Every year the federal, state and local governments seize about $3 billion of property via a process known as civil asset forfeiture, a perverse incentive for law enforcement officials to engage in searches in the hopes of finding something valuable to seize, knowing that that it most likely will not be challenged and recovered.
Now, many states are taking action to finally end the practice, a study by the Competitive Enterprise Institute’s Dan Greenberg, “Five Myths of Civil Forfeiture,” reveals.
In it, Greenberg advocates to “establish a criminal forfeiture system, as opposed to a civil forfeiture one. A criminal forfeiture system simultaneously adjudicates both the criminal liability of the defendant and the defendant’s rights to the seized property… In contrast to the current civil forfeiture system, defendants would not be deterred from appearing in court under a criminal forfeiture system because of cost concerns… Maine, Nebraska, New Mexico, and North Carolina have adopted this system.”
The key here is litigating asset forfeiture in the context of and side-by-side with bonafide criminal prosecution, where not only the prosecution but any attempts at asset forfeiture can be contested by defense attorneys every step of the way.
In these states, you have to actually be charged with a crime first and convicted before any assets can be seized. The government has to prove that those assets were connected to the crime that was committed, and then the forfeiture is tethered to the prosecution and then sentencing, only attainable upon conviction.
But, Greenberg warns, conviction requirements on their own do not end civil asset forfeiture if they do not get the process out of civil courts, writing, “conviction prerequisites that keep forfeiture litigation in civil court have little or no effect, and that these provisions’ impact on the fairness or the consequences of forfeiture programs is largely insignificant.”
Here, Greenberg is noting that in most states, in order to assert a right against asset forfeiture, a citizen would have to hire an attorney to fight it out in civil courts, which run separately from the original criminal prosecution, if such a prosecution even occurred. In many cases, property is seized without even a prosecution, let alone a conviction.
Those are deprivations of liberty and property without due process of law, a clear violation of the Fifth and Fourteenth Amendments to the U.S. Constitution.
Instead, Greenberg proposes that asset forfeiture be exclusively a part of the criminal justice process. It still requires a conviction, but keeping the process in the criminal system is an important distinction.
Other keys to these laws are higher thresholds in order for asset forfeiture to come into play and requiring a nexus of the property to law being broken as ill-gotten gains. In New Mexico, property is required to be at least $50,000 in value; in Nebraska, it’s $25,000; and in Maine it’s $100,000. Greenberg dispels the myth that most civil asset forfeiture are in such high amounts. Those, he writes, are the exception, not the rule: “A typical cash seizure and forfeiture often ranges from several hundred dollars to a little over $1,000.”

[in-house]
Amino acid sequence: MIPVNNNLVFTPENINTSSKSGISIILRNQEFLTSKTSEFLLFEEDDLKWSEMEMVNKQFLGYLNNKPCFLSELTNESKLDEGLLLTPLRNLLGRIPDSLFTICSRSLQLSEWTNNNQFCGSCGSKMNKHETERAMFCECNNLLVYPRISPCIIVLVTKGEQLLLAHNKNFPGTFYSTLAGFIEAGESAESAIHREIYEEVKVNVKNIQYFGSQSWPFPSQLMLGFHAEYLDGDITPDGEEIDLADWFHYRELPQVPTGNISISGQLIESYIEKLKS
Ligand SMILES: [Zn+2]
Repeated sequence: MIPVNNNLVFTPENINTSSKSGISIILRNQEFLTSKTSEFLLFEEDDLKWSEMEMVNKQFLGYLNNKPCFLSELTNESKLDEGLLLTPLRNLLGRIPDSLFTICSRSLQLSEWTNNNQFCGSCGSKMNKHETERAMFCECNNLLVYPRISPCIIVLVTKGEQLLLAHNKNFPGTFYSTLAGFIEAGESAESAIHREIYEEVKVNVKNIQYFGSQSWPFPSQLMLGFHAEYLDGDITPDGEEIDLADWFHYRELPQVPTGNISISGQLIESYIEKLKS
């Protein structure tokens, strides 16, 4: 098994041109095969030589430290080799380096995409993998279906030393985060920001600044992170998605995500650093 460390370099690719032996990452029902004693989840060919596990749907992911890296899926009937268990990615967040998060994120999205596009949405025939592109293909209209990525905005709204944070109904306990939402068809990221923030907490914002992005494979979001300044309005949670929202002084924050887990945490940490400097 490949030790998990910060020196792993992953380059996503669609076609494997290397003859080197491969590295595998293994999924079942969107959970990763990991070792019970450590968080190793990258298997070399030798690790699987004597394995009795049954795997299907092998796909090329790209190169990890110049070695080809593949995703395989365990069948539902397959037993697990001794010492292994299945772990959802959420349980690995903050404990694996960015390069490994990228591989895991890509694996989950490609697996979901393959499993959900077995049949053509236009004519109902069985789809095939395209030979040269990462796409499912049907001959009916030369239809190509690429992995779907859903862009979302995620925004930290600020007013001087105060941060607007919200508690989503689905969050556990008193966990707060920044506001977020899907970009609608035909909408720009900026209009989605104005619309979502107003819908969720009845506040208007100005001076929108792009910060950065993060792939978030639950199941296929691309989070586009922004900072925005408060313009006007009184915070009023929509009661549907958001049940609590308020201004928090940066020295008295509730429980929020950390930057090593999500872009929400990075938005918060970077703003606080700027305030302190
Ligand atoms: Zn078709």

And that’s generally the problem. Usually, the cost of fighting the seizure costs more than the asset is even worth and so the theft goes uncontested.
In addition, laws should block “equitable sharing” with federal law enforcement. This is the practice where local officials seize property, give it to the feds under the program, and then receive a substantial amount in return — all to avert state laws designed to rein in civil asset forfeiture.
New Mexico’s law explicitly prevents “equitable sharing” in its law, stating, “The law enforcement agency shall not transfer property to the federal government if the transfer would circumvent the protections of the Forfeiture Act that would otherwise be available to a putative interest holder in the property.”
Nebraska allows for property to be transferred to the federal government, but only ill-gotten gains: “The person from whom the money or property was seized is the subject of a federal prosecution or the facts and circumstances surrounding the money or property seized are the subject of a federal prosecution.”
Greenberg outlined two additional reforms that states should consider as well: 1) “require that forfeited assets go to a state’s general fund, rather than to supplement the budgets of police agencies and prosecutors’ offices… reduc[ing] system incentives… that appear to encourage some degree of personal and political corruption among public employees.” And 2) “require greater transparency in seizure and forfeiture processes.”
This theft of property by the government of private citizens needs to come to an end. Here, states like Maine, New Mexico, Nebraska and North Carolina are providing a strong basis for ending civil asset forfeiture the right way and restoring due process under the Constitution. It’s about time.
Robert Romano is the Vice President of Public Policy at Americans for Limited Government.
Cross-posted with The Daily Torch
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